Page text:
Brittany Murphy died Sunday. So did Grand Ayatollah Hossein Ali Montazeri. If, as many people suggest, famous deaths happen in threes, who could possibly be next? This isn’t exactly Michael Jackson and Farrah Fawcett material. One, Murphy, was a 32-year-old Grade-B actress whose career high was probably playing Eminem’s love interest in the eternally underrated Eight Mile. The other, Montazeri, was the 87-year-old founding father of Iran’s Islamic revolutionary movement. Logic dictates that No. 3 would have to fall squarely in the middle of Murphy and Montazeriâ€”which means he/she/it needs to be 59-years-old, famous only in his/her/it’s own country.
So I went to this website, which lists famous births from 1950. Oddly, the first two people listed are Morgan Fisher, keyboardist for British Lions and Svetlana Georgievna Beregovkina, a Russian cosmonaut. One could argue that Fisher, he of the moderately successful rock band, is a Murphy equivalent, and that in Europe Beregovkina is the Middle Eastern equal (fame-wise) of Montazeri. There’s also Lou Gramm, Erin Gray, Ross Grimsley, Buster Poindexter and Damo Suzuki, the Japanese singer famous, I’m guessing, for something.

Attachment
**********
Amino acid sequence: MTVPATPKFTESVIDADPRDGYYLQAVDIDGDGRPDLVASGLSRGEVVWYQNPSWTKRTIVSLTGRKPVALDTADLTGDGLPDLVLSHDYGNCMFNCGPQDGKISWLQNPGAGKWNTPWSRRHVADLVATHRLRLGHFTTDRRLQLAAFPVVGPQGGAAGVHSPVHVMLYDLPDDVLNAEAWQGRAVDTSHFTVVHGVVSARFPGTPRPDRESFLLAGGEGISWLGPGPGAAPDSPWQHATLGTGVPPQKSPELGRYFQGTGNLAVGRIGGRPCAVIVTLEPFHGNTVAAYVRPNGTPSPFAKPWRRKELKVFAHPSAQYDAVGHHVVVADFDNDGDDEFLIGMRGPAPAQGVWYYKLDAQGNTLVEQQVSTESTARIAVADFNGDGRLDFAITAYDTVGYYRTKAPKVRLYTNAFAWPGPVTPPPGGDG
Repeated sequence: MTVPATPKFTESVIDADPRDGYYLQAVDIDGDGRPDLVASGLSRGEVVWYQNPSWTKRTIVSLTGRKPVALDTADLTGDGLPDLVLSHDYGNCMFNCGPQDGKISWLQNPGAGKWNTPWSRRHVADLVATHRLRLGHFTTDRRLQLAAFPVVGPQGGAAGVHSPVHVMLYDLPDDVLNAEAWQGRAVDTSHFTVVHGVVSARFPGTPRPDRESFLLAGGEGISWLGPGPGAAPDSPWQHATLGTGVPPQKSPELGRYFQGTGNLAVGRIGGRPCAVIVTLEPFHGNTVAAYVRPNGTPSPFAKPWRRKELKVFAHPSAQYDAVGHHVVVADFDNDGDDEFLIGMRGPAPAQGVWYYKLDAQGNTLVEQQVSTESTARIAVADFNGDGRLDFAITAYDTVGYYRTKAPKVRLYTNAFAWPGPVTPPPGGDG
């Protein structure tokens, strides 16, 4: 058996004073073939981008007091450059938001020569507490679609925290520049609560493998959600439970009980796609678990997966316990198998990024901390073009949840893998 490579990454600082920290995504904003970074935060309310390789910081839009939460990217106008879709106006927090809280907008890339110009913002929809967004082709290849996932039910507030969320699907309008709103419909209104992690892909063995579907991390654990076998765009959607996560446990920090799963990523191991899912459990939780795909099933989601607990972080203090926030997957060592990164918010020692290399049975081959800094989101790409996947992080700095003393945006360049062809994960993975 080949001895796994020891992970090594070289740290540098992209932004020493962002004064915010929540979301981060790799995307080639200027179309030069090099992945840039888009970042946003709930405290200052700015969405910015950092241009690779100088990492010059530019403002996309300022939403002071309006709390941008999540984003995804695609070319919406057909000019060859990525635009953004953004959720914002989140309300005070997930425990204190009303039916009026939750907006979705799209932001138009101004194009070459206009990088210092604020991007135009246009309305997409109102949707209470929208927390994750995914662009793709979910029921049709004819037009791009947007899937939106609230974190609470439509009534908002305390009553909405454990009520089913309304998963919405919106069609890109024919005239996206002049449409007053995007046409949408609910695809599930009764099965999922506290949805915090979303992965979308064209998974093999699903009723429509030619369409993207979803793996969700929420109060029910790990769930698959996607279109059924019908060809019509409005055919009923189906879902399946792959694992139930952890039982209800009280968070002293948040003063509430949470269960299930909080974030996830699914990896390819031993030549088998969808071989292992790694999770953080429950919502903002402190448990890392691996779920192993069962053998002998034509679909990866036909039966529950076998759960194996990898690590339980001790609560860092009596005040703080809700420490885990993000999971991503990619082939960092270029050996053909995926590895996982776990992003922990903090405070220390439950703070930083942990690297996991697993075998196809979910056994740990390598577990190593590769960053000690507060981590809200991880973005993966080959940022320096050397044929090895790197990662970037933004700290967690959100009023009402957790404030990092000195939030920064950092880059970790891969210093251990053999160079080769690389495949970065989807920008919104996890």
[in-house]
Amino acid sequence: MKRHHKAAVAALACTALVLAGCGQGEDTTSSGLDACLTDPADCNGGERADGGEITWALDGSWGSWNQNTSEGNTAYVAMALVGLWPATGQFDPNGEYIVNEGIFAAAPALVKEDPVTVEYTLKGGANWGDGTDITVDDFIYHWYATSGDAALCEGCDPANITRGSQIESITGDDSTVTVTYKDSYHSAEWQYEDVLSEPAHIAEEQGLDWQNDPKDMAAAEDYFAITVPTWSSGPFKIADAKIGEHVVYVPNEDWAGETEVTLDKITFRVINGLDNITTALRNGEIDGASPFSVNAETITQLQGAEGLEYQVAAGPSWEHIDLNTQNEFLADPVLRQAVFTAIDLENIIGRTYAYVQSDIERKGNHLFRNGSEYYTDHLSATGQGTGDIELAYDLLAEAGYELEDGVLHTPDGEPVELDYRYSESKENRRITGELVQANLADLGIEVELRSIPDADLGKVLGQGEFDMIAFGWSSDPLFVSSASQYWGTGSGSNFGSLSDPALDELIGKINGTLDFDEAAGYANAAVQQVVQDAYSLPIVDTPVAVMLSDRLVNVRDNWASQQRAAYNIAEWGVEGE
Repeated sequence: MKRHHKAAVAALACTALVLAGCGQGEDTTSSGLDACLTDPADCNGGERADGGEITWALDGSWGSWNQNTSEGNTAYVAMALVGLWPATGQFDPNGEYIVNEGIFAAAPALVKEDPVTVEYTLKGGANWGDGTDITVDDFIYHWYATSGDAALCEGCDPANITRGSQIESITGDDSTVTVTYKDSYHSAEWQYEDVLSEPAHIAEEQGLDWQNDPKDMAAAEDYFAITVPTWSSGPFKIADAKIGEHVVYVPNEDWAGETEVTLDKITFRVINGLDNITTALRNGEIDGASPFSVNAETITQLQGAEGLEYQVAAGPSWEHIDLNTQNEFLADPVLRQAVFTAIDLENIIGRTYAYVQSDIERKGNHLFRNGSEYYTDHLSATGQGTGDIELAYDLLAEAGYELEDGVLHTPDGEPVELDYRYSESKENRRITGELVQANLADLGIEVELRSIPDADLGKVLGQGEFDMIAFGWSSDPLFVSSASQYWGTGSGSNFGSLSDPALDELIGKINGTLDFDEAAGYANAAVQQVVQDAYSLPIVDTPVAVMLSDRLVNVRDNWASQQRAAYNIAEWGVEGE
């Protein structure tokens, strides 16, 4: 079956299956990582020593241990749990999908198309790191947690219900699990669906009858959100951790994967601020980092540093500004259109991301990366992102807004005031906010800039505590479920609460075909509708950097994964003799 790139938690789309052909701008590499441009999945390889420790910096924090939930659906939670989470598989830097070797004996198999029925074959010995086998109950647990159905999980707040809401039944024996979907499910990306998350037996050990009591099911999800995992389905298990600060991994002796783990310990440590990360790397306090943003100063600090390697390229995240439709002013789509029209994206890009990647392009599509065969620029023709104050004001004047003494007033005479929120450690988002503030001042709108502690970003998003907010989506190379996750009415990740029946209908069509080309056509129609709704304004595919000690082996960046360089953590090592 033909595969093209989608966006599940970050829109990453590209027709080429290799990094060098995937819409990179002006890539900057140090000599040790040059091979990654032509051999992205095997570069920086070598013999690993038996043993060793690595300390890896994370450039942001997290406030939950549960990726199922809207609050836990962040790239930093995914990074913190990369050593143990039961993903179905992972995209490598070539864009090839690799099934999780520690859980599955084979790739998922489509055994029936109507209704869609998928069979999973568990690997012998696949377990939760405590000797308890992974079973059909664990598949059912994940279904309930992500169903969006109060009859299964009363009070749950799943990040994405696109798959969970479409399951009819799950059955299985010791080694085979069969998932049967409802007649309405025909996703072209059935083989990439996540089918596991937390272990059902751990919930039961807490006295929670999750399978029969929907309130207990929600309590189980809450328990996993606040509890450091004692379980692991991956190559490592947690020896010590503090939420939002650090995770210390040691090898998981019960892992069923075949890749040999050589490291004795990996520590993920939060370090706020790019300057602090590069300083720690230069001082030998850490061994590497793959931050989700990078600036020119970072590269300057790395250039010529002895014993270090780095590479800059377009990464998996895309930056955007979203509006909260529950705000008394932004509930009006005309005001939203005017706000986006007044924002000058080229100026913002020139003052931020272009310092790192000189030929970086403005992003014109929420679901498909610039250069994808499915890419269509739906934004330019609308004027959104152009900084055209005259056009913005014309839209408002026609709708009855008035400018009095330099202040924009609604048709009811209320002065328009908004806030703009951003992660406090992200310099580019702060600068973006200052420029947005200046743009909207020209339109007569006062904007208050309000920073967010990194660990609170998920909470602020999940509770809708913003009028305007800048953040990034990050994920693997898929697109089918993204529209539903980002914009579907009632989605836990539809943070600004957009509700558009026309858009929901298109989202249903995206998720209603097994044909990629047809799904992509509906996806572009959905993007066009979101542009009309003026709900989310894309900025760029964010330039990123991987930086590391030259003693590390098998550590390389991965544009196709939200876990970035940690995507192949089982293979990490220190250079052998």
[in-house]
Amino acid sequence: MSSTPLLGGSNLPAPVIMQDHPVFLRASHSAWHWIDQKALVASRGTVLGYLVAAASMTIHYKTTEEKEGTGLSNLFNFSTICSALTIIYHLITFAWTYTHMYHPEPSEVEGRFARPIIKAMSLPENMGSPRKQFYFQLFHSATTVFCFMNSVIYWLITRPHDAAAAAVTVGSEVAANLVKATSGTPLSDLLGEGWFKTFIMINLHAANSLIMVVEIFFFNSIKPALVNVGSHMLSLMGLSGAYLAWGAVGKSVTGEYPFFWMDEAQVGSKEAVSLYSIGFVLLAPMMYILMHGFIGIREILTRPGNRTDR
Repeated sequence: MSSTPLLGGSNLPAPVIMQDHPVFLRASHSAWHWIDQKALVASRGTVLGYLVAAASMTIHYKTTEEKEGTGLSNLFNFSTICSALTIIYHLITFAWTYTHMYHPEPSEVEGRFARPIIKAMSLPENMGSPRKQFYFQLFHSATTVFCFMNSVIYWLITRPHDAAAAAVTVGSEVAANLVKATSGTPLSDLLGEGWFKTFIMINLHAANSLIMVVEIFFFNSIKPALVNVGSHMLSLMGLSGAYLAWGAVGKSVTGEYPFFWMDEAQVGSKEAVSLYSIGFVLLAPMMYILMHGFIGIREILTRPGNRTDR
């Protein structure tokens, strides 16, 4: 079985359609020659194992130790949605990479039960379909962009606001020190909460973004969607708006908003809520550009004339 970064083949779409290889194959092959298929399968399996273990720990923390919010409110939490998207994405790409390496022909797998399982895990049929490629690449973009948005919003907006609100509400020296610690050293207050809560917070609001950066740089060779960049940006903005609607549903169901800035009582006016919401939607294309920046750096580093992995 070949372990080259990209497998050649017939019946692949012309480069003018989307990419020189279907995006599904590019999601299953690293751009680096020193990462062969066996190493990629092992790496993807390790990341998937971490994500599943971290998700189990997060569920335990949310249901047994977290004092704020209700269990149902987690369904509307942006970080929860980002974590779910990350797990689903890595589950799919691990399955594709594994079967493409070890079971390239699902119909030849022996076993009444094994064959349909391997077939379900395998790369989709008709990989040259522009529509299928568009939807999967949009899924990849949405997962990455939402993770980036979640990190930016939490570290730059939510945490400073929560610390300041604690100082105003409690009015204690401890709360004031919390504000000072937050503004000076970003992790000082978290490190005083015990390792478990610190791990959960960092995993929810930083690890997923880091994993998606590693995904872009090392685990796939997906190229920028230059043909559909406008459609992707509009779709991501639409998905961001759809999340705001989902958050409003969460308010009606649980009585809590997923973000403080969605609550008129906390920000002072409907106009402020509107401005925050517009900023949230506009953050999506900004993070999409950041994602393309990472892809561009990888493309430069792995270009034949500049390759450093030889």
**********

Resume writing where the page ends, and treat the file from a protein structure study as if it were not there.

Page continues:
Not that I’m rooting for anyone to die. I’m certainly not. I recall being 22 or 23, working in Nashville and participating in a disgusting “death pool”â€”Ronald Reagan, Bob Hope and the Pope were wildly popular selections. Truth be told, I’m fascinated by the coverage of Murphy’s death, in thatâ€”while it’s certainly tragic and sadâ€”she doesn’t exactly carry the world’s weight of a man who literally spearheaded a revolution. Yet here in America, where brains are numbed, stuffed with Twinkies and refrigerated, coverage of Murphy’s passing is big news. People always say, “Oh, how tragic,” but they generally are more riveted than saddened. Especially when someone is 32, and people mention “drugs” and “anorexia” and the like.
Once again, I’m babbling.